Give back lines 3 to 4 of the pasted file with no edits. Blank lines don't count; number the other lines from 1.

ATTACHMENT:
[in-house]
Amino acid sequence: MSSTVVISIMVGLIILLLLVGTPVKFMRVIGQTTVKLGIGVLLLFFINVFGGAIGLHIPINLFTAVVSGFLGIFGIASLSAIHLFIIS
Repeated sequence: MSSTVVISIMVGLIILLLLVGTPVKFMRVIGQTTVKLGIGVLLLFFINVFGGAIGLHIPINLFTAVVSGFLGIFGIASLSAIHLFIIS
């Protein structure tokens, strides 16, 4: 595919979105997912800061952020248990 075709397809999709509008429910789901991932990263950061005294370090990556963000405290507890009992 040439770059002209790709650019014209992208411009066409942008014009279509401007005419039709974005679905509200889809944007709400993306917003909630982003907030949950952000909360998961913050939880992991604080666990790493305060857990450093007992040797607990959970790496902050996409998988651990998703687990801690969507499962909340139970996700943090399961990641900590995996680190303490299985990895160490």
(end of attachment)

Repeated sequence: MSSTVVISIMVGLIILLLLVGTPVKFMRVIGQTTVKLGIGVLLLFFINVFGGAIGLHIPINLFTAVVSGFLGIFGIASLSAIHLFIIS
């Protein structure tokens, strides 16, 4: 595919979105997912800061952020248990 075709397809999709509008429910789901991932990263950061005294370090990556963000405290507890009992 040439770059002209790709650019014209992208411009066409942008014009279509401007005419039709974005679905509200889809944007709400993306917003909630982003907030949950952000909360998961913050939880992991604080666990790493305060857990450093007992040797607990959970790496902050996409998988651990998703687990801690969507499962909340139970996700943090399961990641900590995996680190303490299985990895160490």